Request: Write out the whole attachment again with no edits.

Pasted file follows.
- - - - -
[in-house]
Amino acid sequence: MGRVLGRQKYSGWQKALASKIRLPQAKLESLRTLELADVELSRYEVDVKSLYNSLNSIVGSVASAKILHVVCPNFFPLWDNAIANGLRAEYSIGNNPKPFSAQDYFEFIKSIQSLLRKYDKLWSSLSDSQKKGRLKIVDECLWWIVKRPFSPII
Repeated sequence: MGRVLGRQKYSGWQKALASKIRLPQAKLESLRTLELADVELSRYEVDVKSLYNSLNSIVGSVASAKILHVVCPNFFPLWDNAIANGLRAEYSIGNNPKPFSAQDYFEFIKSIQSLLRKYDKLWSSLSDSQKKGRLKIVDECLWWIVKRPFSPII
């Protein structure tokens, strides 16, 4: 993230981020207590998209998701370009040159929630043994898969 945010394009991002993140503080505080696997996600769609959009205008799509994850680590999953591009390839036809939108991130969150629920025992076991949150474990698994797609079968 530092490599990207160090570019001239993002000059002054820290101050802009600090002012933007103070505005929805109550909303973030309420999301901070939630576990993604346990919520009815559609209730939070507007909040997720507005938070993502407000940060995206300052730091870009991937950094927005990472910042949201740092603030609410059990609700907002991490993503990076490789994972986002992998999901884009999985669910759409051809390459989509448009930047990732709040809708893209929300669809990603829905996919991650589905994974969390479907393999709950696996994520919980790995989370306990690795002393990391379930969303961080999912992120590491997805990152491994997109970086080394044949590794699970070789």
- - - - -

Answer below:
[in-house]
Amino acid sequence: MGRVLGRQKYSGWQKALASKIRLPQAKLESLRTLELADVELSRYEVDVKSLYNSLNSIVGSVASAKILHVVCPNFFPLWDNAIANGLRAEYSIGNNPKPFSAQDYFEFIKSIQSLLRKYDKLWSSLSDSQKKGRLKIVDECLWWIVKRPFSPII
Repeated sequence: MGRVLGRQKYSGWQKALASKIRLPQAKLESLRTLELADVELSRYEVDVKSLYNSLNSIVGSVASAKILHVVCPNFFPLWDNAIANGLRAEYSIGNNPKPFSAQDYFEFIKSIQSLLRKYDKLWSSLSDSQKKGRLKIVDECLWWIVKRPFSPII
């Protein structure tokens, strides 16, 4: 993230981020207590998209998701370009040159929630043994898969 945010394009991002993140503080505080696997996600769609959009205008799509994850680590999953591009390839036809939108991130969150629920025992076991949150474990698994797609079968 530092490599990207160090570019001239993002000059002054820290101050802009600090002012933007103070505005929805109550909303973030309420999301901070939630576990993604346990919520009815559609209730939070507007909040997720507005938070993502407000940060995206300052730091870009991937950094927005990472910042949201740092603030609410059990609700907002991490993503990076490789994972986002992998999901884009999985669910759409051809390459989509448009930047990732709040809708893209929300669809990603829905996919991650589905994974969390479907393999709950696996994520919980790995989370306990690795002393990391379930969303961080999912992120590491997805990152491994997109970086080394044949590794699970070789």